Holiday 2010 Learning Tool For Threadless

Oct 28, 2011 8:05 PM  By

For Threadless.com’s warehouse manager Bryan Schaefer and warehouse director Lance Curran, holiday 2010 was a learning tool.

Just one month before last year’s holiday season kicked into high gear, Threadless moved into a new 45,000-sq. ft. facility in Chicago’s West Loop. Founded in 2000, Threadless specializes in graphic T-shirts and currently carries 5,000 SKUs. The warehouse employs 24 people—a figure that usually triples during peak periods.

“We had a lot of questions as far as set-up, layout and how things were going to be managed as we headed into holiday last year,” Schaefer says. “Even though we made it through in one piece — and pretty smoothly to say the least –there’s always a need for improvement.”

Since last year, Schaefer says there have been changes to the way the packing stations are laid out and things such as posting aisle markers at eye level at the beginning, middle and end of every aisle. “We also made some minor tweaks to keeping our shelves full at all times that paid major dividends. This helped improve with the speed and flow of how orders go out.”

Those minor tweaks included using more people and adding a designated refill worker on each shift.

Individual goals play an important role at Threadless. “We are vocal about achieving individual goals such as units picked per day and error rates,” Schaefer says. “Seeing is believing, so giving workers more knowledge about how they are performing helps immensely with improving the flow of orders that are being shipped out on a daily basis.”

Curran says the company’s seasonal staff has been excellent. “We like to interview our temps individually before we bring them on, but we also have a temp agency we use as a backup that we didn’t have going into last year. Having that backup is important when we need help on the fly.”

Last year Threadless received a huge amount of orders on Black Friday, “but we didn’t have the staff to run more than one shift that day and over the weekend,” Curran says. “This year we are planning on running multiple shifts starting Black Friday and through the weekend to make sure we stay on top of the rush. Refill is important. Nothing slows down fulfillment more than stockouts, so make sure you have a good refill system in place that can keep up with the extra volume going out the door.”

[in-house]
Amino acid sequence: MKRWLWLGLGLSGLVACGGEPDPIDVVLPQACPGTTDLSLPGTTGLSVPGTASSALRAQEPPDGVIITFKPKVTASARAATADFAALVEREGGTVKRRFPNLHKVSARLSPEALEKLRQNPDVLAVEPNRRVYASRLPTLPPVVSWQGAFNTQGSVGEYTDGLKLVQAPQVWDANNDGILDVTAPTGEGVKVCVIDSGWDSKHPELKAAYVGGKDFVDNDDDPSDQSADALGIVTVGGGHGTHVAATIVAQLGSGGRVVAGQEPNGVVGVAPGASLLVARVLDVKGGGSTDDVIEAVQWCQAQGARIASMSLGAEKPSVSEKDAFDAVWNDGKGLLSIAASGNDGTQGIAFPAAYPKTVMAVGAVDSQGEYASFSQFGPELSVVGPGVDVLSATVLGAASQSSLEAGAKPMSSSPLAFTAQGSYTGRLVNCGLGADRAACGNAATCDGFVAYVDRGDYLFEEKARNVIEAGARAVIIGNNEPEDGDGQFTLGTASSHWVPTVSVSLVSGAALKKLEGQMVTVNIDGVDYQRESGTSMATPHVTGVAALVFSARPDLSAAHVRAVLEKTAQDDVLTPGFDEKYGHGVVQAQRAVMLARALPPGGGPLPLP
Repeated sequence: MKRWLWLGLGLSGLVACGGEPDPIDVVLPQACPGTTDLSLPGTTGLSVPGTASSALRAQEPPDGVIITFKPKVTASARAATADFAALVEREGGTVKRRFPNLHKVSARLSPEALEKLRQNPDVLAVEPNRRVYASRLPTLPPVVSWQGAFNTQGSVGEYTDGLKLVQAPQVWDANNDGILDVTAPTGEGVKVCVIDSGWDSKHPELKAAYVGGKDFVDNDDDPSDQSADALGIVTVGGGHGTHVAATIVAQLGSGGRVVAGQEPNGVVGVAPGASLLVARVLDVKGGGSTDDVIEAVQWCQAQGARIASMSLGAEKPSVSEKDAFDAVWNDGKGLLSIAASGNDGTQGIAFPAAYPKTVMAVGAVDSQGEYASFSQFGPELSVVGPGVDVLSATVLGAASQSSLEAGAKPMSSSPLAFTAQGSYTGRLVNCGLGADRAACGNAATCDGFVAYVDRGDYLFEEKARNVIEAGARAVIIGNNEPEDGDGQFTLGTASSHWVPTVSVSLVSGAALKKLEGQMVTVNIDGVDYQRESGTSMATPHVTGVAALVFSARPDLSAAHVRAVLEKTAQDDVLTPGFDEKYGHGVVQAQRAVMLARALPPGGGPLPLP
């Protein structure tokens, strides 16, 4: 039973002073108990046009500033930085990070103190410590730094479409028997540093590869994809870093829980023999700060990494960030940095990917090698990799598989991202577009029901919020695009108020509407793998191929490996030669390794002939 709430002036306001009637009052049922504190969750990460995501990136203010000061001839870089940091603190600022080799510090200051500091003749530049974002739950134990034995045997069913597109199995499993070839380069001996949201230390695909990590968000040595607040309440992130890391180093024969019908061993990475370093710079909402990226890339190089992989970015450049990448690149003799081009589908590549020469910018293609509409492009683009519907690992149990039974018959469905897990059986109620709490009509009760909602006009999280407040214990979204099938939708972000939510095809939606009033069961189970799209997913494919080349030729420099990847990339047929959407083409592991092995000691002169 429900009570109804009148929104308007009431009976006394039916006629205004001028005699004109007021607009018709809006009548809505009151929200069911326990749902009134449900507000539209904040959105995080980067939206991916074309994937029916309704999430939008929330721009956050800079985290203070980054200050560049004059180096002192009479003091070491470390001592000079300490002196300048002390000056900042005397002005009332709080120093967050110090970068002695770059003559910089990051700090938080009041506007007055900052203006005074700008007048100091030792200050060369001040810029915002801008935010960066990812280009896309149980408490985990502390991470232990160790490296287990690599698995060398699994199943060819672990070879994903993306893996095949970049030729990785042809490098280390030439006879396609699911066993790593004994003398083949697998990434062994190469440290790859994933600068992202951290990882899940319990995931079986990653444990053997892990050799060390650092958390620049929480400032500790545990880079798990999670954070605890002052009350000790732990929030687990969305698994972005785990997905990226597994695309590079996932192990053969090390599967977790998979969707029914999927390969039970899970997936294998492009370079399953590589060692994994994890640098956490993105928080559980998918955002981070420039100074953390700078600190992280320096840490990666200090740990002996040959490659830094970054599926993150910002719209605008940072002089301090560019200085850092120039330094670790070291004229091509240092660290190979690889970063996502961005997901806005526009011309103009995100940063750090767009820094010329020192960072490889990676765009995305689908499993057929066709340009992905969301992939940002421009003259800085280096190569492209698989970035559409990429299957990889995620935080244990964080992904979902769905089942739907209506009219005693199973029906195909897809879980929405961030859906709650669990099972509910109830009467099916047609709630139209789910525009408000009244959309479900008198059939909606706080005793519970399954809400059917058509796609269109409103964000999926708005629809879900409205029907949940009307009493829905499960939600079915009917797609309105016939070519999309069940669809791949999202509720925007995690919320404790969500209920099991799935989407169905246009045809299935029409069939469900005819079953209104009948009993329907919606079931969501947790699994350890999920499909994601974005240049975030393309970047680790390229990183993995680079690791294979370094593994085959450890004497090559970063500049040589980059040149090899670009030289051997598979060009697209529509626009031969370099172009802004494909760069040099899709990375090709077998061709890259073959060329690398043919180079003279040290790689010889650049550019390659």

Since Threadless is an online community, Schaefer says, “we truly care about each and every customer so we want them to receive their products as accurately and quickly as possible in order for everyone to be happy when Christmas morning rolls around.”

This is more challenging for international orders, which is over half of the business, “but we do a pretty excellent job of meeting the cutoff date. Our goal is to stay within 24 hours from when any order is placed, but I always shoot a little higher and say 16.”

Keeping temporary workers around for the duration of holiday period is always a challenge. “This is five to six straight weeks of constantly picking and packing mass amounts of orders so keeping these workers focused and motivated gets more challenging each day,” Schaefer says.

Curran says incentives such as offering free T-shirts have been helpful in retaining seasonal help.

Stress is another hurdle, which Schaefer compares to the playoffs for the warehouse.

“All of our workers know how important holiday time is and this is the time to shine and make a name for yourself,” he says. “But with this kind of pressure it will also create some stressful periods. Not getting completely overwhelmed and keeping stress levels low will ultimately create a better and more efficient work environment. Stress always trickles down from the top of the chain so it’s up to us, as managers, to lead by example and keep the environment in the warehouse enjoyable.”

Curran says getting employee feedback regarding how the holiday season can be better is crucial.

Despite moving into a much larger warehouse last year, Threadless still needs to be creative with space during the holiday season because “we receive three to four times as much product for holiday as we normally do so finding a place to put new products on the shelves and store the others in back stock will be another challenge.”

There has to be communication in advance of the holidays, Curran adds. “Bring in all your reps from third parties you work closely with to see who they are planning for holiday and how you can work as a team to make sure things run smoothly.”